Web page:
1.e4 d5 2.d4 dxe4 3.Nc3 Nf6 4.f3 exf3 5.Nxf3 e6 6.Bg5 Be7 7.Bd3 h6 8.Bf4 Nd5 9.Nxd5 exd5 10.Qd2 Be6 11.0-0-0 Nd7 12.Rde1 g5?

13.Rxe6 fxe6 14.Bg6+ Kf8 15.Qe2 Kg7 16.Qxe6 Rf8 17.Bxc7 Qxc7 18.Qxe7+ Kxg6 19.Ne5+ Kh5 20.g4+ Kh4 21.Qh7 Qd6 22.Qd3 Qxe5 23.dxe5 Kxg4 24.Rg1+ Kf4 25.Qd4+ 1-0

Flude,David - Dalton,Sam
Canterbury Summer Swiss 2008 (2), 27.12.2008
BDG, Euwe Defense

1.d4 d5 2.e4 dxe4 3.Nc3 Nf6 4.f3 exf3 5.Nxf3 e6 6.Bg5 Be7 7.Qd2 h6 8.Bf4 Nd5 9.Nxd5 exd5 10.Bd3 Be6 11.0-0 Nd7 12.Rae1 Bf6


13.Rxe6+ fxe6 14.Bg6+ Kf8 15.Ne5 Bxe5 16.dxe5 Kg8 17.Bg3 Nc5 18.Qf2 Qe7 19.Bh4 Qd7 20.Qxc5 h5 21.Rf7 Qa4 22.Rxc7 Qc4 23.Qxc4 dxc4 24.Bf7+ Kh7 25.Bxe6 Kh6 26.Bxc4 g5 27.Be1 Rhd8 28.Bd3 Rd5 29.Bc3 g4 30.Bd2# 1-0

Diemer,EJ composition
Letter to TVP, 1978
Alapin-Diemer Gambit

1.d4 d5 2.e4 e6 3.Be3 dxe4 4.Nc3 Nf6 5.f3 Bb4 6.Bg5 exf3 7.Nxf3 Nbd7 8.Bd3 c5 9.a3 Ba5 10.0-0 cxd4 11.Ne4 Bc7 12.Nxd4 h6


13.Nxe6 fxe6 14.Qh5+ Nxh5?? [14...Ke7] 15.Nd6+ Bxd6 16.Bg6# 1-0

Play through these games and download PGN here.

Sunday, July 12, 2009

The Euwe Defense and the Move h7-h6

In the first year of BDG World (1983) I wrote an article with the title of this post, in which I quoted Diemer (from the 2 January 1956 issue of Schach) on the move h7-h6:
"All instruction books warn of too many pawn moves in the opening. In this category is the move h6--enthusiastically played mostly by beginners, but often enough also by experienced players."
After noting that h6 is not "of itself" bad, Diemer goes on to enumerate its drawbacks:
1) It loses time and neglects development.
2) It weakens (often decisively) the field g6.
3) After Black castles Kingside, it offers White the opportunity to tear open the position through a g2-g5 pawn storm, or through a sacrifice on h6.
In the article I noted that h7-h6 appears frequently in the Euwe Defense, a natural reaction to White’s placing his Bishop on g5. The other day I came across a new game that reminded me of this article. It’s from a blog, called Korch Chess, which is worth a visit. The link is at the end of this post. Korch (2017) - Viner (1942) 16 min rated, Playchess, 10.07.2009 BDG, Euwe Defense 1.d4 d5 2.e4 dxe4 3.Nc3 Nf6 4.f3 exf3 5.Nxf3 e6 6.Bg5 Be7 7.Bd3 h6 8.Bh4 game_118 8...a6 [In a (fondly remembered) correspondence game from thirty years ago my opponent played 8...Nc6 here. See Purser-Carra below.] 9.0-0 Nc6 10.Kh1 g5 11.Bg3 Bd6 12.Ne5 Nxd4 game_119 13.Ne4 [Korch remarked that he missed 13.Bg6! After 13...fxg6 14.Qxd4 Black hurts for a good move. Note that if Black’s h-pawn were still on its original square Bg6 would not work.] 13...Nf5 14.Nxd6+ Qxd6 15.Rxf5 exf5 16.Nxf7 Qf8 game_120 17.Nxh8 f4 18.Ng6 Qc5 19.Qe2+ Kf7 20.Bf2 Bg4 21.Ne5+ Kf8 22.Bxc5+ 1-0 game_121 I was living in Germany when this next game was played in a postal tourney of the Rheinland-Pfalz Schachbund. The tourney, a Blackmar-Diemer thematic, was organized by longtime BDG-devotee Viktor Kuntz, who died shortly after it began. Purser,Tom – Carra Correspondence, Germany, 1979 BDG, Euwe Defense 1.d4 d5 2.e4 dxe4 3.Nc3 Nf6 4.f3 exf3 5.Nxf3 e6 6.Bg5 h6 7.Bh4 Be7 8.Bd3 game_122 Reaching the same position as in the previous game. 8...Nc6 9.Qd2 Nb4 10.0-0 Nxd3 11.Qxd3 0-0 12.Ne5 Nd5 13.Bxe7 Qxe7 game_123 14.Ne4 Nb4 15.Qg3 Nxc2? 16.Nf6+ Kh8 [And again, White’s next move was made possible by the weakening h7-h6.] game_124 17.Qg6! gxf6 [17...Qxf6 18.Rxf6 fxg6 19.Rxf8+ Kh7 20.Rc1 (Another interesting line is 20.Nf7 g5 21.Rf1 Ne3 22.Rh8+ Kg6 23.Ne5+ Kh5 24.Rf3 g4 25.Rxe3) 20...Nxd4 21.Rxc7+-] 18.Qxh6+ 1-0 [18.Qxh6+ Kg8 19.Rf3 and mates.] Play through the games and download PGN here. Visit Korch’s blog here.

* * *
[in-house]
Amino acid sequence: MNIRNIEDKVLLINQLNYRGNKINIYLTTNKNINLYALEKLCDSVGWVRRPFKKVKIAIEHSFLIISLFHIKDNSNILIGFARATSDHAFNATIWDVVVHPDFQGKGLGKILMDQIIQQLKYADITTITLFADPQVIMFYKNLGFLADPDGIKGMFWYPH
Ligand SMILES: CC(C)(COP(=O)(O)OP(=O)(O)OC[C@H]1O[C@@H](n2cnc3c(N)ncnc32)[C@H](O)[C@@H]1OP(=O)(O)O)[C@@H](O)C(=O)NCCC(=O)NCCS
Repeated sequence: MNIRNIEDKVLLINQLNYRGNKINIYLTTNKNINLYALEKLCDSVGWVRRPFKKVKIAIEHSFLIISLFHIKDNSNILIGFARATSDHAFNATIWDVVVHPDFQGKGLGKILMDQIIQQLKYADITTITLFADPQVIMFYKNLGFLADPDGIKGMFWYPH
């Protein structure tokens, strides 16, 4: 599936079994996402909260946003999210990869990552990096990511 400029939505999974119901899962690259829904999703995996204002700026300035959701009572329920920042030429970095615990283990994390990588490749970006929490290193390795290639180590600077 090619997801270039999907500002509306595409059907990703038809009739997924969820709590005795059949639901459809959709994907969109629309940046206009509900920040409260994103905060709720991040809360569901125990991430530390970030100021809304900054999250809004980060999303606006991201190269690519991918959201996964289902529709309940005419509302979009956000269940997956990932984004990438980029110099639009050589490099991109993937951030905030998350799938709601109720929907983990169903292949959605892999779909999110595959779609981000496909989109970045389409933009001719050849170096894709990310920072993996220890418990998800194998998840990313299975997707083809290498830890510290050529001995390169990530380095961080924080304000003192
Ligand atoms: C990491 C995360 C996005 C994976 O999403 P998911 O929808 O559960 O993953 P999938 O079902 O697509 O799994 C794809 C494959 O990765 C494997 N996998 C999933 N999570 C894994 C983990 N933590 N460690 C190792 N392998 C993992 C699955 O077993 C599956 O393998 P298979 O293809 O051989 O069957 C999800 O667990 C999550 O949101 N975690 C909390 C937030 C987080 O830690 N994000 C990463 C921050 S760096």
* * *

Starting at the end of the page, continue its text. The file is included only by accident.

Friday, July 10, 2009

Think Like a Grandmother, Part 4

With this post we conclude the examination of grandmother thinking from my article in BDG World 46, July 1991: 

This month I ventured up to Atlanta to play in my annual OTB event, and got in two BDGs. I present them both. The first I'd considered withholding for a contemplated book, Schachmutter denken, but it is such a formidable example of grandmother thought that to delay presenting it would be criminal. It also provides an opportunity to discuss a rare position in the Vienna Defense.

Purser,Tom - Curry,Charles
Atlanta, GA Class CS, July, 1991
BDG, Vienna Defense

1.d4 Nf6 2.f3 d5 3.e4 dxe4 4.Nc3 Bf5 5.fxe4 Nxe4 6.Qf3 Nd6 7.Bf4 Nc6


8.0-0-0 [Gee, I wish he'd taken on c2! All I could remember here was that Diemer had a game with this in his book. I looked at 8.Bxd6, but couldn't see through the complications. Here are some of them:
8.Bxd6 Nxd4 9.Qxb7 Nxc2+ 10.Kf2 Nxa1 11.Nd5
a) 11.Nb5?! Rb8? (11...Rc8! 12.Nxc7+ (12.Bxc7 Qd2+=/+) 12...Rxc7 13.Bb5+ (13.Bxc7 Qd4+=/+) 13...Rd7! 14.Bc7 Be4!~~) 12.Nxc7+ Kd7? Mate in 3 (12...Qxc7 13.Qxc7 Rxb2+ 14.Kg3 exd6 was Black's only try.) 13.Bb5+ 1-0, Haralson-O'Malley, corr 1967. (13.Bb5+ Kxd6 14.Qd5+ Kxc7 15.Qc6#) ;
b) 11.Bb5+ Bd7 12.Bxc7 Qc8 13.Bc6 Qxb7 14.Bxb7 Roughly equal, but White has some play while Black works to save his Knight, e.g. 14...Rd8 (14...Rc8 15.Bxc8 Bxc8 16.Nf3 Nc2 (16...Kd7 17.Ba5!) 17.Rd1!+/=) 15.Bxd8 Kxd8 16.Nf3 Nc2 17.Rd1 Kc7 (17...Nb4? 18.Ne5!; 17...e6? 18.Bc6!) 18.Be4 Nb4 19.a3 Na6 20.Ne5 Be8 (20...Be6 21.Bd5!) 21.Bd3 Nc5 22.Bb5!+/=; 11...exd6? (11...Qc8! 12.Nxc7+ (12.Bb5+ Bd7 13.Nxc7+ Kd8 14.Qxa8 Qxa8 15.Nxa8 exd6=/+) 12...Kd8 13.Qb5 (13.Qxa8 Qxa8 14.Nxa8 exd6=/+) 13...exd6 14.Nxa8 Qc5+=/+) 12.Bb5+ Bd7 13.Nxc7+ Ke7 14.Qe4+ Kf6 (14...Be6?? 15.Nd5#) 15.Nd5+ Kg5 Diemer-Zeller, Game 210 (Diemer); Frage V (wie geht es weiter?)]
8...Qd7 9.h3 0-0-0 10.g4 Bg6 11.Qe3?!


11.Bg2, 11.Rh2, 11.h4--any were probably better. 11...h5! 12.d5 

12...Nb8 [12...Nb4 13.Qxa7 c6 14.Qa8+ Kc7 15.Qa5++-]

13.g5? [This was a bit like taking an extra teacake. Not good for granny, I knew, but...just this once... (Yes, yes, just develop the Knight to f3). 13.Bxd6 exd6 14.Nb5 Re8 15.Nxa7+ Kd8 16.Qb3 c6 17.dxc6 Nxc6~~]

13...e6 14.Nf3 exd5 15.Ne5 Qe6 


16.Nxd5? [16.Rxd5 Be4 is just as good for Black; White was obliged to remove the Bishop with 16.Nxg6.]